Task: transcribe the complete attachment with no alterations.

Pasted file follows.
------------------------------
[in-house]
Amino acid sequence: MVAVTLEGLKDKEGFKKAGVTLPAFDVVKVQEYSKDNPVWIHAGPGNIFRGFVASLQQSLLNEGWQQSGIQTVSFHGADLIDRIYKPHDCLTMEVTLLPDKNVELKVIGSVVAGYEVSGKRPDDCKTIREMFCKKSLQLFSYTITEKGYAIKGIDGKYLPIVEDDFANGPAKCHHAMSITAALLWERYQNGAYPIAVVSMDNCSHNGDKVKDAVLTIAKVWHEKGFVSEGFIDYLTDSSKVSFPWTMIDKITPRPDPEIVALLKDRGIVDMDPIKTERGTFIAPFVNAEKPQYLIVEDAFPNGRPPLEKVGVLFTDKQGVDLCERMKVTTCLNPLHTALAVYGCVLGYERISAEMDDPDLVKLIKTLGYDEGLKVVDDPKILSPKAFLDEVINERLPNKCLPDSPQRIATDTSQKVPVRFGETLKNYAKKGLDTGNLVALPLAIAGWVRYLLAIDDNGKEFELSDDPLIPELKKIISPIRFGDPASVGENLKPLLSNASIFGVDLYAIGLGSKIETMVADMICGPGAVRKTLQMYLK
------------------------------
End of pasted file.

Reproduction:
[in-house]
Amino acid sequence: MVAVTLEGLKDKEGFKKAGVTLPAFDVVKVQEYSKDNPVWIHAGPGNIFRGFVASLQQSLLNEGWQQSGIQTVSFHGADLIDRIYKPHDCLTMEVTLLPDKNVELKVIGSVVAGYEVSGKRPDDCKTIREMFCKKSLQLFSYTITEKGYAIKGIDGKYLPIVEDDFANGPAKCHHAMSITAALLWERYQNGAYPIAVVSMDNCSHNGDKVKDAVLTIAKVWHEKGFVSEGFIDYLTDSSKVSFPWTMIDKITPRPDPEIVALLKDRGIVDMDPIKTERGTFIAPFVNAEKPQYLIVEDAFPNGRPPLEKVGVLFTDKQGVDLCERMKVTTCLNPLHTALAVYGCVLGYERISAEMDDPDLVKLIKTLGYDEGLKVVDDPKILSPKAFLDEVINERLPNKCLPDSPQRIATDTSQKVPVRFGETLKNYAKKGLDTGNLVALPLAIAGWVRYLLAIDDNGKEFELSDDPLIPELKKIISPIRFGDPASVGENLKPLLSNASIFGVDLYAIGLGSKIETMVADMICGPGAVRKTLQMYLK